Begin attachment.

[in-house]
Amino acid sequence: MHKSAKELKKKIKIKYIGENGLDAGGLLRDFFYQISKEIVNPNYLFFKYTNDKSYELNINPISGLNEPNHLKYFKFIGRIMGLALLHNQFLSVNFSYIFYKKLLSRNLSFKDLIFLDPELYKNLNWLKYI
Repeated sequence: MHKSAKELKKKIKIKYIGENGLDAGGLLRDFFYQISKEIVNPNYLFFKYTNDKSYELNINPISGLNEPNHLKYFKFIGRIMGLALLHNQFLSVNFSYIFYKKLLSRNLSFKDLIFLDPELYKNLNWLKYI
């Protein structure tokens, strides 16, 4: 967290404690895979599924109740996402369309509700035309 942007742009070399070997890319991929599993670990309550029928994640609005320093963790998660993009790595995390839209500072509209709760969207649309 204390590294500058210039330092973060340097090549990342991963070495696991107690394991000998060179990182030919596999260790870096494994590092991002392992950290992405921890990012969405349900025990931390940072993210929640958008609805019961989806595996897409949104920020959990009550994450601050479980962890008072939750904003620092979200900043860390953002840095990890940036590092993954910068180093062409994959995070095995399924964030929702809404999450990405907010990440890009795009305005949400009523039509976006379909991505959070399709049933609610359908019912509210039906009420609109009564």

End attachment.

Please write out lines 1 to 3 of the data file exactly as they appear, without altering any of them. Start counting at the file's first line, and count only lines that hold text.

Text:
[in-house]
Amino acid sequence: MHKSAKELKKKIKIKYIGENGLDAGGLLRDFFYQISKEIVNPNYLFFKYTNDKSYELNINPISGLNEPNHLKYFKFIGRIMGLALLHNQFLSVNFSYIFYKKLLSRNLSFKDLIFLDPELYKNLNWLKYI
Repeated sequence: MHKSAKELKKKIKIKYIGENGLDAGGLLRDFFYQISKEIVNPNYLFFKYTNDKSYELNINPISGLNEPNHLKYFKFIGRIMGLALLHNQFLSVNFSYIFYKKLLSRNLSFKDLIFLDPELYKNLNWLKYI